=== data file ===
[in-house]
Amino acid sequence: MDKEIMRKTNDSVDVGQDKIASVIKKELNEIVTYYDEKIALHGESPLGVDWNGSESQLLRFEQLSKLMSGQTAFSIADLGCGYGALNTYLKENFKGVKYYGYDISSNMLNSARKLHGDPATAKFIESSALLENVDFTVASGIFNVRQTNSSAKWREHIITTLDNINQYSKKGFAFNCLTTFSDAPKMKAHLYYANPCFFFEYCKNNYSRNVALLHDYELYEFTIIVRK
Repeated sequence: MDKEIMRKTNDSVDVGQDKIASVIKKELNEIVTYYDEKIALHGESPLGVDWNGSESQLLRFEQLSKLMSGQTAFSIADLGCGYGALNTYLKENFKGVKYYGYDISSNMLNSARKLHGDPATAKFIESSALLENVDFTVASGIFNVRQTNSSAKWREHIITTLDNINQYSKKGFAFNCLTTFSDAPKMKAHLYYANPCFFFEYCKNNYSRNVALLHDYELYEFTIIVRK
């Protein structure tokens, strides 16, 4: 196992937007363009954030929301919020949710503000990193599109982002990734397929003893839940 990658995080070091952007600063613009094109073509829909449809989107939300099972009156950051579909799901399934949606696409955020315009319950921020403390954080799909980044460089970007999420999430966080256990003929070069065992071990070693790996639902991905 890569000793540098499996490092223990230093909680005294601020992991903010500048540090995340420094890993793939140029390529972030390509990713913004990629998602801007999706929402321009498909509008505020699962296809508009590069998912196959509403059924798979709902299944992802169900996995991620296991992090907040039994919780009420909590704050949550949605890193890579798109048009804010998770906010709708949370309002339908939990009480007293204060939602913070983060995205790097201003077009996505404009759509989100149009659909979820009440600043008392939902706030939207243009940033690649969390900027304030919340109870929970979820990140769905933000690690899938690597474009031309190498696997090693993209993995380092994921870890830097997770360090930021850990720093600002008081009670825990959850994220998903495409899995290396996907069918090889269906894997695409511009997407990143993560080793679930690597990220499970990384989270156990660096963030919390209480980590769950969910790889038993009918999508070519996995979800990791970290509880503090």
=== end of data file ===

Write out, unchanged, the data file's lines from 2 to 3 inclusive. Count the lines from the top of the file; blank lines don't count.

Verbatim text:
Amino acid sequence: MDKEIMRKTNDSVDVGQDKIASVIKKELNEIVTYYDEKIALHGESPLGVDWNGSESQLLRFEQLSKLMSGQTAFSIADLGCGYGALNTYLKENFKGVKYYGYDISSNMLNSARKLHGDPATAKFIESSALLENVDFTVASGIFNVRQTNSSAKWREHIITTLDNINQYSKKGFAFNCLTTFSDAPKMKAHLYYANPCFFFEYCKNNYSRNVALLHDYELYEFTIIVRK
Repeated sequence: MDKEIMRKTNDSVDVGQDKIASVIKKELNEIVTYYDEKIALHGESPLGVDWNGSESQLLRFEQLSKLMSGQTAFSIADLGCGYGALNTYLKENFKGVKYYGYDISSNMLNSARKLHGDPATAKFIESSALLENVDFTVASGIFNVRQTNSSAKWREHIITTLDNINQYSKKGFAFNCLTTFSDAPKMKAHLYYANPCFFFEYCKNNYSRNVALLHDYELYEFTIIVRK